After retiring from full-time practice in the 1980s, Brancker continued to pursue her interest in exotic animals - particularly primates - and helped to found the British Veterinary Zoological Society. Spiders and beetles were an area of particular personal interest, which led to the establishment of the Veterinary Invertebrate Society.

In 1990 Brancker participated in the winding-up of the Society of Women Veterinarians, which she had helped to found in 1941. This was due to the fact that the organisation, formed to promote women vets' interests, was no longer necessary. By this time the British veterinary profession was already well on its way to replacing the dominance of men with the numerical superiority of women.

In September 2005, the Royal Veterinary College opened Mary Brancker House - a student hall of residence - in Kentish Town, London.

Following her death in 2010, it was revealed that Brancker had left a share of her estate (estimated to be in the region of £40,000) to the Veterinary Benevolent Fund. VBF president Lydia Brown described the gift as "typical of [Mary's] kindness and her appreciation of her career."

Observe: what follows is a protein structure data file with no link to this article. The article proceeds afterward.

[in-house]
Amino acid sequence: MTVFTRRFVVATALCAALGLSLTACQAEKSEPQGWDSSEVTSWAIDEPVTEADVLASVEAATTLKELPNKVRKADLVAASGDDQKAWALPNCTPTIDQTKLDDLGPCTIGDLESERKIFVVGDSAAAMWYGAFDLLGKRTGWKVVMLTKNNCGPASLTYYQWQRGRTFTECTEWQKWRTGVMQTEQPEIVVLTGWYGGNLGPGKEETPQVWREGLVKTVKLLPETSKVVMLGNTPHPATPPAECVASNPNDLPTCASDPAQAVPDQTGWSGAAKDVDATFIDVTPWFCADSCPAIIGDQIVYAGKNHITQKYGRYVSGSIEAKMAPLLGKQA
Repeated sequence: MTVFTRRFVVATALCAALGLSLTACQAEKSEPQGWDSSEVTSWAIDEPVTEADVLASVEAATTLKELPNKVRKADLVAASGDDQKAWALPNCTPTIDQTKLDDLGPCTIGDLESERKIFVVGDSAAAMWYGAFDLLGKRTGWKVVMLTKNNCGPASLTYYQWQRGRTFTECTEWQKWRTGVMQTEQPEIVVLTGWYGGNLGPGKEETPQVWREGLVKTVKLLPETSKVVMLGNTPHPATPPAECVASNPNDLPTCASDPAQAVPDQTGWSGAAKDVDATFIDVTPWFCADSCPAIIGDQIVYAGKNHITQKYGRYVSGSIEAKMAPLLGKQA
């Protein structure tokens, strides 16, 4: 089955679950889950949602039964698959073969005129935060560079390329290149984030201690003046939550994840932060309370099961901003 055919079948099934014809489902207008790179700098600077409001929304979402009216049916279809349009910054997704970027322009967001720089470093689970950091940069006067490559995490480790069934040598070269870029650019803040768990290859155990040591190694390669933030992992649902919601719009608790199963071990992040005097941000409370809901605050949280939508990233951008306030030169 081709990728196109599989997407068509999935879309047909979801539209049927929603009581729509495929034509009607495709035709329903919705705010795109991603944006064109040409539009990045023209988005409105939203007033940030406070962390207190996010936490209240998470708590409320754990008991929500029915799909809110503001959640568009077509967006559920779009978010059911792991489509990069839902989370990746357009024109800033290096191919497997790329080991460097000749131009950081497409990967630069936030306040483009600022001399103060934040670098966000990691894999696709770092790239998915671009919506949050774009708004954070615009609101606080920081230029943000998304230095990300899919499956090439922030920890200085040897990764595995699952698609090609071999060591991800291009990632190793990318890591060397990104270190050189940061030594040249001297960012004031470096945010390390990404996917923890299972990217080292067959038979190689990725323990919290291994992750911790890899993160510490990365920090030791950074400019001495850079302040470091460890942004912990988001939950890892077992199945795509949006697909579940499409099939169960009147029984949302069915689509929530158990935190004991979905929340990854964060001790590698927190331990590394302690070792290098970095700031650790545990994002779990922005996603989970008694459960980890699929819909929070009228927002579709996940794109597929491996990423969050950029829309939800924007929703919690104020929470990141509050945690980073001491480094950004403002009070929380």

Twycross Zoo

One local pet shop in Sutton Coldfield whose animals Mary Brancker cared for, run by Molly Badham and Nathalie Evans, later expanded and moved to become Twycross Zoo. Brancker was appointed zoo vet and added the treatment of exotic species, particularly primates and elephants, to her repertoire. She continued as the vet at Twycross until the 1980s, when she became a zoo volunteer.

In July 2007, Twycross Zoo dedicated a new exhibit to Brancker in recognition of her lifetime commitment to both Twycross and animal welfare. The Mary Brancker Waterways and Bornean Longhouse features a walk-through exhibit with waterfowl and Bornean birds and turtles, and educational material which explains how people live in traditional longhouses in Borneo. An enclosure for Scottish wildcats is also included. The official opening of the exhibit by Brian Blessed and the Malaysian High Commissioner, His Excellency Datuk Abd Aziz Mohammed, took place on 24 July 2007. An evaluation in 2008 showed that the exhibit had been a 'hit' with visitors.

To celebrate the centenary of her birth, the independent conservation and wildlife society TZA (Twycross Zoo Association; stylised tza) formally rededicated the Mary Brancker Waterways at the zoo on 17 August 2014. The rededication was carried out by TZA President and former Chair of Trustees at Twycross Zoo, Ivan Ellis. Mary Brancker was a former president of TZA and played an active part in many of the society's activities right up until the end of her life in 2010.


  • All Creatures Great and Small: Veterinary Surgery as a Career (My Life & My Work), 27 October 1972, Educational Explorers. (ISBN 978-0852257432)
  • References

    Mary Brancker Wikipedia